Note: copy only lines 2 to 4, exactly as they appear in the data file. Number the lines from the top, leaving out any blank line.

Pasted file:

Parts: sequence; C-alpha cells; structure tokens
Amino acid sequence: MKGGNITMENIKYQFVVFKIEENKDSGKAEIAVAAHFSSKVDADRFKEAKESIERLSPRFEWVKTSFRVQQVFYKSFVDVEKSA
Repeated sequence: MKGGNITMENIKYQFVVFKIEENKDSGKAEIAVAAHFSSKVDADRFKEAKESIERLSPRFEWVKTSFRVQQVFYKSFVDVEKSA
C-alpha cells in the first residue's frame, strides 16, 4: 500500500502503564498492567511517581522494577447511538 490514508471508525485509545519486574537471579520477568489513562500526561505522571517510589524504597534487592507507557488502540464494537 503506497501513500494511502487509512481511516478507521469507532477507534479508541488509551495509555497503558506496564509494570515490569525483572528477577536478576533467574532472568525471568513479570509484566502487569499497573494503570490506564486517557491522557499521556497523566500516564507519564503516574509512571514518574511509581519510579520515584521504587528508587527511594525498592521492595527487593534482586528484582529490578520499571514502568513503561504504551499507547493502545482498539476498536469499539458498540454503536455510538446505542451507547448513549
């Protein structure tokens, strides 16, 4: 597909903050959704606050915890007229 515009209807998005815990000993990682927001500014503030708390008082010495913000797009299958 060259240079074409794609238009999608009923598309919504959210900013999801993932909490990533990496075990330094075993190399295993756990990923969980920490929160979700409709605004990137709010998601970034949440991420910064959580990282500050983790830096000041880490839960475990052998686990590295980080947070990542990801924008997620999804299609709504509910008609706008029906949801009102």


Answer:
Amino acid sequence: MKGGNITMENIKYQFVVFKIEENKDSGKAEIAVAAHFSSKVDADRFKEAKESIERLSPRFEWVKTSFRVQQVFYKSFVDVEKSA
Repeated sequence: MKGGNITMENIKYQFVVFKIEENKDSGKAEIAVAAHFSSKVDADRFKEAKESIERLSPRFEWVKTSFRVQQVFYKSFVDVEKSA
C-alpha cells in the first residue's frame, strides 16, 4: 500500500502503564498492567511517581522494577447511538 490514508471508525485509545519486574537471579520477568489513562500526561505522571517510589524504597534487592507507557488502540464494537 503506497501513500494511502487509512481511516478507521469507532477507534479508541488509551495509555497503558506496564509494570515490569525483572528477577536478576533467574532472568525471568513479570509484566502487569499497573494503570490506564486517557491522557499521556497523566500516564507519564503516574509512571514518574511509581519510579520515584521504587528508587527511594525498592521492595527487593534482586528484582529490578520499571514502568513503561504504551499507547493502545482498539476498536469499539458498540454503536455510538446505542451507547448513549